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Mahesh Vijapurkar

Mahesh Vijapurkar likes to take a worm’s eye-view of issues – that is, from the common man’s perspective. He was a journalist with The Indian Express and then The Hindu and now potters around with human development and urban issues.

How TV caught Porngate: It was a self-inflicted wound

The three Karnataka ministers who had to give up their jobs actually gave themselves away. But for their own fear of being caught in the act of surreptitiously watching pornographic clips on their mobile phones, they would have remained undetected. They could have continued holding their ministerial berths, spouting moral profundities, and having their own kind of fun.

Sitting with their backs to the visitors’ gallery in Karnataka's Vidhana Soudha (the assembly), they were apprehensive that someone was watching them watch the saucy stuff. They knew that some private news channels had their camera crews stationed behind them, most of the time recording routine stuff, speeches and, sometimes, even the antics of legislators.

On that fateful day, the cameras were focused on Nadagounda Venkatram, a Janata Dal (Secular) MLA. That was the moment when Cooperation Minister Lakshman Savadi, and Women and Child Welfare Minister CC Patil, “turned and twisted furtively”, as the Bangalore Mirror said in a front page report on Thursday. This was how they attracted the attention of TV cameramen.

In the Vidhana Soudha in Bangalore, the visitors’ gallery is where the camera crew of private news channels are given place to record the proceedings for their audiences. The press gallery obviously is used to seat print journalists.

It was Savadi who caught the attention of the cameraman who found this behaviour strange. Perhaps that would have passed had he not turned again, looked up towards the TV crew, as if to ensure that the cameras were focused elsewhere. That, it transpired, was a dead giveaway. It was their invitation to personal ignominy and political disaster.

It was Savadi who caught the attention of the cameraman who found this behaviour strange. Reuters

The furtive glances prompted the cameraman to explore further. As soon as the second furtive shifting in the seat and looking over the shoulder was done, he decided to have a look. He turned the camera towards the duo, zoomed in on them, and horror of horrors, they were watching pornography.

This is what the Bangalore Mirror said: “And he (the cameraman) hit the jackpot. The minister was fidgeting with his mobile phone and while the camera stayed zoomed on him, he watched four porn clippings one after the other. At one point, CC Patil even turned the phone screen towards himself. Meanwhile, the cameraman of another channel picked up the cue and zoomed in on Savadi and Patil.”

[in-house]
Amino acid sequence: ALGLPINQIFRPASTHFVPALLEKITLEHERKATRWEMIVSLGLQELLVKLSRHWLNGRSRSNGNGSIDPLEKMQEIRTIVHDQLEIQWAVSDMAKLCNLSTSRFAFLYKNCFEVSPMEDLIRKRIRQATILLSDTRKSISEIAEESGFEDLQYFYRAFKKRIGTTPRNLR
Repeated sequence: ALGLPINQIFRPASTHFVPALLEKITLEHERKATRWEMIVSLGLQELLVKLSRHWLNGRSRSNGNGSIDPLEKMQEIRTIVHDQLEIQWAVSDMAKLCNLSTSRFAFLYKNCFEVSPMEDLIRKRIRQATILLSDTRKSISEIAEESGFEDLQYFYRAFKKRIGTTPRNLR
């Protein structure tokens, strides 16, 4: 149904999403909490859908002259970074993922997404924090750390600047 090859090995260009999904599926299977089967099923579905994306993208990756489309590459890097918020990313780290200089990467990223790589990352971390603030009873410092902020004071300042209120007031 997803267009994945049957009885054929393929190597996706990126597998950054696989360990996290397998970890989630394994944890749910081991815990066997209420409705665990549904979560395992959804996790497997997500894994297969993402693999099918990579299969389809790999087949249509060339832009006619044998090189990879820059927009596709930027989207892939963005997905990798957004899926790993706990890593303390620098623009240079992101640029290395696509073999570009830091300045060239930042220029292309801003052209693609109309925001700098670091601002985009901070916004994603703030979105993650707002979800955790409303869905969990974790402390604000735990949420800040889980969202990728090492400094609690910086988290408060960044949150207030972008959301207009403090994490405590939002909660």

The two cameramen who caught the politicos are TV9’s Srinivas Kulkarni and Suvarna channel’s Prashant (full name not given).  The world has much to thank them for. And they surely will be cursed by porn-fancying ministers.

Apparently, Kulkarni was the first to spot the action and Prashant picked up the cue later because curiosity would have driven him to wonder why a colleague was peering down at a seated minister instead of the speaker on a dull day. Both later went on air on their respective channels and claimed theirs was the exclusive, though it remained exclusives only for a short while. Others picked up the clips and it went viral on all the news channels, inspiring comments, condemnation, and a lot of political mud-slinging.

Had these politicians been watching the stuff at a public meeting, even on a dais, they may not have been found out. The cameras are either mobile or at eye-level.

On the other hand, the legislative assemblies have their worthies seated in descending rows, mostly in a horseshoe format, and on the higher tiers are the galleries for VIPs, visitors, officials and the media. The two cameramen were at an advantage, being placed higher. Had the ministers obstructed their view by bringing their shoulders in the line of vision, they may have escaped.

News gathering is always a dull business, and journalists are often tied down to the routine, the boring, the tedium. What gets hyped up depends on the anchors and the channel’s news editors decisions. It is only once in a while that the dullness is interrupted by something newsworthy. This is when alertness counts.

Kulkarni and Prashant thus hit the jackpot because they were alert — and curious.

Now, the politicians, it can be safely said, have hit a dead-end.

Our worthies are, of course, capable of denying the obvious and twisting what was seen plainly through the lens of a TV camera. It is strange how the guys have not claimed that what TV was showing was doctored.

But one excuse has already surfaced. DNA’s Mumbai edition reported that Savadi’s defence was that since the salacious clip was on Environment Minister Krishna Palemar’s cellphone, he was not guilty. Its Bangalore edition had a box item on the front page which is attributed to rumour that at least 40 other legislators cutting across party lines had been watching the same clip. The paper said it had gone viral.